Emeric or emetic?

London based FontSmith has released the new sans serif typeface Emeric. It is a strange animal, part humanist sans serif, but with very geometric shapes, and yet not a grotesk.

I have mixed feelings about this typeface.

For one I applaud the fresh approach and the absolutely distinctive and original character. Fontsmith has definitely created something new with its own, unique expression. On the other hand I feel that character has been taken too far in some ways, particularly with the lowercase letter a, which looks a bit like an accident, or the lowercase g, with its squashed lower bow ending, creating a blotched joining between the upper curve of the lower belly.

Many glyphs have the feeling of metal being hammered and bent into shape.

Features like these add to the overall distinction of the font, but they also make it look a bit amateurish. From the marketing and presentation of FontSmith (they asked great design studios to create posters with the new font), I take that amateur is not the impression they want to leave behind.

I cannot say the font looks plain ugly. It does not. It has definitely a certain rugged charm to it, but it laso feels very unharmonic in some ways, and I have the feeling that I’m noticing its imperfections too much to be forgiving, or getting used to read text written in this font. This may change after seeing it applied in various context. Emeric has some architectural touch to it I really like, especially in larger sizes. In smaller sizes I cannot help stumbling over the lowercase g with every line I read.

What do you think?

http://www.fsemeric.com/
http://fontdeck.com/typeface/fsemeric

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37DMK's picture

I like your review particularly the part with the metaphor for hammered metal, that’s precisely describing my impression of the font. The lowercase “g” is always a difficult letter, that offers a lot of room for personal opinion. Though i can’t agree, that i stumble upon it, when i read it. But when i take a second look, i think the regular lowercase “a” has a very rough round shape in the middle. And i instantly liked the concept of having a double story “g” for the regular font-style and a single story for the italic. Same goes for the “a”. The lowercase “c” has a bit of a big head especially in Extra Bold font-style.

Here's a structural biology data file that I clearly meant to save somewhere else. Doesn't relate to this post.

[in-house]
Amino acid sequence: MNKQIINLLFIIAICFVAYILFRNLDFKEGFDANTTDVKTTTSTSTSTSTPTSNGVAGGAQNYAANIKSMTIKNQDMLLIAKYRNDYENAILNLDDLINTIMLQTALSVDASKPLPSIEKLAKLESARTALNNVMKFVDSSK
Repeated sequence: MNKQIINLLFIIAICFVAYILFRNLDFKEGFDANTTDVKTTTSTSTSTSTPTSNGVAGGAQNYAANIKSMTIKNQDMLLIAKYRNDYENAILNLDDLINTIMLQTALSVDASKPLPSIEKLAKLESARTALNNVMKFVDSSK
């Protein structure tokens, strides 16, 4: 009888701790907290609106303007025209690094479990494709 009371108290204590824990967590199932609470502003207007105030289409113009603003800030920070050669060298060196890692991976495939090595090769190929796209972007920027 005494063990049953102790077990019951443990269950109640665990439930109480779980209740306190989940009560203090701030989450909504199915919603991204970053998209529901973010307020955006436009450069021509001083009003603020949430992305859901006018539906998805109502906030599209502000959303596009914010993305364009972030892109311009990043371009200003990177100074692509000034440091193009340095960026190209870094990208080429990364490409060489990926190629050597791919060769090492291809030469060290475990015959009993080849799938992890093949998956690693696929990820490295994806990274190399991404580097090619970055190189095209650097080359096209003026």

All in all i think that it’s far from any amateur-font, but i think i see why you get an amateurish impression by taking a closer look. Anyway thanks for the review.
best regards

hrant's picture

Interesting design, and nice analysis.

There's a difference between not knowing how to make fonts versus looking like you don't... Quite often though it's pretty hard to tell the difference, and even though I'm not a fan of either I think the way one can incorporate "undesign" into a typeface does fascinate me. Even if the vast majority of "undesign" efforts are junk (what else is new?) I'm not sure this one is. And I might never be able to make up my mind...

See this too:
http://typographica.org/typeface-reviews/dapifer/
Everybody knows Darden can make polished fonts, so there's something else going on.

hhp

Core0's picture

Thanks for the link. I am not sure if Emeric is really undesign. I didn’t mean to say it had an amateur approach. I don’t know why exactly, but it reminds me of Liverpool in the fifties and steelworkers.

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